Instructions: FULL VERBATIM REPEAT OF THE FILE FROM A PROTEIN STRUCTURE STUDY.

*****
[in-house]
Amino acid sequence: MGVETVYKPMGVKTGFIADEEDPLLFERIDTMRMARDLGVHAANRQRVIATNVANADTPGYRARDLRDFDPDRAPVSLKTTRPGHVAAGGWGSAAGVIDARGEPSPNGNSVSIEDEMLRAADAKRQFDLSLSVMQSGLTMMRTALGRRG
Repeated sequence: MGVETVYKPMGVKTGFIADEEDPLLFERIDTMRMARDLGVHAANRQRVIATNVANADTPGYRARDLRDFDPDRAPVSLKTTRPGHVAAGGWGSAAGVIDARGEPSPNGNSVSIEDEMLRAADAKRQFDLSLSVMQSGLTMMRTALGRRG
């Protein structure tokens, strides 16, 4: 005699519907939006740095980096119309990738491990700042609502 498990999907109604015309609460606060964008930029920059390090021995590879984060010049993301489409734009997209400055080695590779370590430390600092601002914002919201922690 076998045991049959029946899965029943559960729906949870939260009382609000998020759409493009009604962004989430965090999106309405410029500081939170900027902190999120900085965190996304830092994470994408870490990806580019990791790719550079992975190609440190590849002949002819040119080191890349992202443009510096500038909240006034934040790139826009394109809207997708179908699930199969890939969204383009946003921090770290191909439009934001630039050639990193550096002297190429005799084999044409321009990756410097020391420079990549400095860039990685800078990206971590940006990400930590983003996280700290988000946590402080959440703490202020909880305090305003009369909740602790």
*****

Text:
[in-house]
Amino acid sequence: MGVETVYKPMGVKTGFIADEEDPLLFERIDTMRMARDLGVHAANRQRVIATNVANADTPGYRARDLRDFDPDRAPVSLKTTRPGHVAAGGWGSAAGVIDARGEPSPNGNSVSIEDEMLRAADAKRQFDLSLSVMQSGLTMMRTALGRRG
Repeated sequence: MGVETVYKPMGVKTGFIADEEDPLLFERIDTMRMARDLGVHAANRQRVIATNVANADTPGYRARDLRDFDPDRAPVSLKTTRPGHVAAGGWGSAAGVIDARGEPSPNGNSVSIEDEMLRAADAKRQFDLSLSVMQSGLTMMRTALGRRG
């Protein structure tokens, strides 16, 4: 005699519907939006740095980096119309990738491990700042609502 498990999907109604015309609460606060964008930029920059390090021995590879984060010049993301489409734009997209400055080695590779370590430390600092601002914002919201922690 076998045991049959029946899965029943559960729906949870939260009382609000998020759409493009009604962004989430965090999106309405410029500081939170900027902190999120900085965190996304830092994470994408870490990806580019990791790719550079992975190609440190590849002949002819040119080191890349992202443009510096500038909240006034934040790139826009394109809207997708179908699930199969890939969204383009946003921090770290191909439009934001630039050639990193550096002297190429005799084999044409321009990756410097020391420079990549400095860039990685800078990206971590940006990400930590983003996280700290988000946590402080959440703490202020909880305090305003009369909740602790």